How To Develop Your Photographer’s Eye | Part 3

In Part 1 we discussed telling a visual story. In Part 2 we explored interesting composition.

In Part 3 we have to talk a bit about equipment. Specifically the lens you choose and why it matters.

The MM | Angle of View Changes The Story You Tell

Your lens choice determines your angle of view (how much or how little you can have in your frame.) It’s an important consideration to get the composition you want.

There are three main choices:

  • Wide Angle – Less than 40mm
  • Normal – 40 to 50mm
  • Telephoto – Greater than 50mm

The smaller your focal length (the mm), the more you will capture in your frame and the less it will be magnified.

Go with a longer focal length, the less you will capture in your frame and the more it will be magnified.

So…three photos all standing in the same spot in my March garden (For the record, it’s not as pretty as my July garden.)


Knowing what you are going to photograph can help you make a lens choice for the best composition. When I step out the door with my camera I always have a quick conversation with myself about lens choice.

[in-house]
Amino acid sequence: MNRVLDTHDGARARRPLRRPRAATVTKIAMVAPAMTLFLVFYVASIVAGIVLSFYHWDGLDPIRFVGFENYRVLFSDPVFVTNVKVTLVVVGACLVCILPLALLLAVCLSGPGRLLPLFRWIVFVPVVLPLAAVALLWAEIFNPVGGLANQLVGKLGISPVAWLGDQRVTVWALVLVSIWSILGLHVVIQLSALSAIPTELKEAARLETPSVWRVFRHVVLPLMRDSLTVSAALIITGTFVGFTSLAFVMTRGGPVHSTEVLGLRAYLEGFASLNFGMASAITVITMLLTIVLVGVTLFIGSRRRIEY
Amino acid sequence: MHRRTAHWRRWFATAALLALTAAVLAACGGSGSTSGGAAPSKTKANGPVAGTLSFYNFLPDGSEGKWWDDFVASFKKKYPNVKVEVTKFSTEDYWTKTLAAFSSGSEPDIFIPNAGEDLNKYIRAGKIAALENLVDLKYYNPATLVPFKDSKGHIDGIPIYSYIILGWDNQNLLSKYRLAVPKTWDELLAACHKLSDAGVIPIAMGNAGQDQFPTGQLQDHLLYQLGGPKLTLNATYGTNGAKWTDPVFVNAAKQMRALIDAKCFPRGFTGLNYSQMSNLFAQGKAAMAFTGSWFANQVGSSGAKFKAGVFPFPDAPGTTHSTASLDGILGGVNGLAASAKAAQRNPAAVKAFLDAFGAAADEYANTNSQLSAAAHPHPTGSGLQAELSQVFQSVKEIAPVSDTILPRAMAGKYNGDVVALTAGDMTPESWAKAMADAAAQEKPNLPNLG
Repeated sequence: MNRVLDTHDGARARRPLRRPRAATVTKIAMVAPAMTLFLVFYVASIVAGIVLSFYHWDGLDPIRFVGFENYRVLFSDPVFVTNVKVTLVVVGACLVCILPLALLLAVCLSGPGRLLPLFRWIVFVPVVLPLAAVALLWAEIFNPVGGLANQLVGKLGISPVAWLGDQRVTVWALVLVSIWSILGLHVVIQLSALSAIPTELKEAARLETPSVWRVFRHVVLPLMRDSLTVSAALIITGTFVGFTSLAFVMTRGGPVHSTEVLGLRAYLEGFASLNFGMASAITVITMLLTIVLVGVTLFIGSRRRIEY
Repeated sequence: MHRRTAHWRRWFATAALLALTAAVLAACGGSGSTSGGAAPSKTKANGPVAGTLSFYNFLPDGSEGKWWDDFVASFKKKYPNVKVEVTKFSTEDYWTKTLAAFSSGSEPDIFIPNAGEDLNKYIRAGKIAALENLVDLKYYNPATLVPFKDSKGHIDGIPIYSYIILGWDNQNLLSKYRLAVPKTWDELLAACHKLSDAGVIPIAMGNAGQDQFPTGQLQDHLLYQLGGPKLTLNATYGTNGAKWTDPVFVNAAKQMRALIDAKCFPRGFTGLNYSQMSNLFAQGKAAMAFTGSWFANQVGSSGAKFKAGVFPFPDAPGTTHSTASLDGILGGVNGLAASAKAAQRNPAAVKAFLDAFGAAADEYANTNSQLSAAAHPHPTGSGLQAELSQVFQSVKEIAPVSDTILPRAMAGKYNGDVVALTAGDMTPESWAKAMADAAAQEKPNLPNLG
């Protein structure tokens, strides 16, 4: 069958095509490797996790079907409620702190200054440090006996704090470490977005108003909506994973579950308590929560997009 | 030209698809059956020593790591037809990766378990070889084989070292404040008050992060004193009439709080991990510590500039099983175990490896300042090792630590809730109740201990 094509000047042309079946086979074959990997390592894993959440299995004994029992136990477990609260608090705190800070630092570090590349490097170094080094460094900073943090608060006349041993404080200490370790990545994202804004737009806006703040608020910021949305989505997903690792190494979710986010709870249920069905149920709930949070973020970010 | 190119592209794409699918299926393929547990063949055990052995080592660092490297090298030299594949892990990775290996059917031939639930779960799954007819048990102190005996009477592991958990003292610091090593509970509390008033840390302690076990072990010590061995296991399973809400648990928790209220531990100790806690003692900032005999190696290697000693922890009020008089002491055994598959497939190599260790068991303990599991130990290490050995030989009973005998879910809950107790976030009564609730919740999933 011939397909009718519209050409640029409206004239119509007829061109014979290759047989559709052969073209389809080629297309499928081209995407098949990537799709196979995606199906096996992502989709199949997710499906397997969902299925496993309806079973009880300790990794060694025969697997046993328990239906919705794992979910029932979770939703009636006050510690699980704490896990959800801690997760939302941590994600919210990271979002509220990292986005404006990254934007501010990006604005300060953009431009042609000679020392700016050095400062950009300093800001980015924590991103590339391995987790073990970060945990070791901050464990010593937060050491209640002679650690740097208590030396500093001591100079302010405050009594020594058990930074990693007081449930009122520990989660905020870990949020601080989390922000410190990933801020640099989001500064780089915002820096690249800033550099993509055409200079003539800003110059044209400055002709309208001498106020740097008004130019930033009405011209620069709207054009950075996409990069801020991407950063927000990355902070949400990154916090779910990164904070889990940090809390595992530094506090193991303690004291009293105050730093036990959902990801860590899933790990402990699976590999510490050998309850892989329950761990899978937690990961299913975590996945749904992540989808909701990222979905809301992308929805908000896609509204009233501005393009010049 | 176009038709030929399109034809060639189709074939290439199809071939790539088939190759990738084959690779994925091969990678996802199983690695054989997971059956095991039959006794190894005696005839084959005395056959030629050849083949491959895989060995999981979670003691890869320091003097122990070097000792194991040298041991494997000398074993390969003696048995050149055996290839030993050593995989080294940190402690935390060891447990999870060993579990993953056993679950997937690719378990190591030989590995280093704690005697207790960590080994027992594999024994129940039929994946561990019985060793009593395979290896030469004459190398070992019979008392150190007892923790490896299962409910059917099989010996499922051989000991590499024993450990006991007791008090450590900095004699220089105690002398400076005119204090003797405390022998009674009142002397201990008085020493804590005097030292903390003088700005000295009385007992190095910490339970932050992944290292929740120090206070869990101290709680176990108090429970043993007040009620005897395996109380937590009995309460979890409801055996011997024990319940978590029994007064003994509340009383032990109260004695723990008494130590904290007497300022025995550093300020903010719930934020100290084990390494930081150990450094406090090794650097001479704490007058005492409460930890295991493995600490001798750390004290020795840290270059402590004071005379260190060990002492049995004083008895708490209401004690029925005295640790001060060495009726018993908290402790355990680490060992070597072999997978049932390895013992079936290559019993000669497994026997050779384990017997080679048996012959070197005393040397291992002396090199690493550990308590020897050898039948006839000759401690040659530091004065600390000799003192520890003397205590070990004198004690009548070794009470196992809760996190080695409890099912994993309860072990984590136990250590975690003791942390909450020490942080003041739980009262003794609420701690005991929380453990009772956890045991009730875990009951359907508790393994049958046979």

• Big picture or details? (wide versus normal)
  • Subject at a distance or close to me? (telephoto versus normal)
  • Lots of extra bits and pieces or clean, clear backgrounds? (telephoto versus wide angle)

Explore even more about lenses.

The f# | Depth of Field Defines Your Story

Depth of field defines how much within the image is in focus, and when used well it’s a powerful tool to direct the attention and push/pull the eye within the image. David Duchemin, Photographically Speaking.

How much or how little is in focus in your frame is determined by your aperture.  With a shallow depth of field, the background details disappear, telling the singular story of the subject.

Notice how the depth of field changes the story as I moved from a narrow aperture to a wide aperture.

f/16

f/8

f/4.5

f/1.4

Explore even more about depth of field.

Developing your photographer’s eye is about choices. It’s about knowing what to include in your frame and what to exclude. It’s about knowing what visual story you want others to take away from the photo. It’s about knowing how to achieve that visual story with the equipment you have.

Developing your photographer’s eye is about capturing the beauty YOU see in your daily life.